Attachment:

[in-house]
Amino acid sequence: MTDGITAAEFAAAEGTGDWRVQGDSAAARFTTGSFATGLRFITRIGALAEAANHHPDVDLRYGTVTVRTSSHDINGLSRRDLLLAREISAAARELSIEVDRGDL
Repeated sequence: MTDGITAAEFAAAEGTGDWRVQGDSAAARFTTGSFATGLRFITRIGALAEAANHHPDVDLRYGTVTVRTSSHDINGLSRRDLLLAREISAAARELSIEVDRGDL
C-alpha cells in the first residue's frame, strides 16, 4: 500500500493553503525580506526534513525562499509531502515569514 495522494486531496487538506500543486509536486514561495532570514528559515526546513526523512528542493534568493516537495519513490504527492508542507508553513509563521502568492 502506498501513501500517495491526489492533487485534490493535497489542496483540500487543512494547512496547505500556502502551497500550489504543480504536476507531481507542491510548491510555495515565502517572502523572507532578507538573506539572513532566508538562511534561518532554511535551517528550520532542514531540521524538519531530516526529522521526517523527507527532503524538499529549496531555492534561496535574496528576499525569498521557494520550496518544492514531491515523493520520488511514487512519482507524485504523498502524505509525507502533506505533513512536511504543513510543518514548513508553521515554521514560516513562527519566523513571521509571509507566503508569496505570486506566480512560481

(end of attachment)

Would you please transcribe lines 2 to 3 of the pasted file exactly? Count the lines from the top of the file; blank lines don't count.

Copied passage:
Amino acid sequence: MTDGITAAEFAAAEGTGDWRVQGDSAAARFTTGSFATGLRFITRIGALAEAANHHPDVDLRYGTVTVRTSSHDINGLSRRDLLLAREISAAARELSIEVDRGDL
Repeated sequence: MTDGITAAEFAAAEGTGDWRVQGDSAAARFTTGSFATGLRFITRIGALAEAANHHPDVDLRYGTVTVRTSSHDINGLSRRDLLLAREISAAARELSIEVDRGDL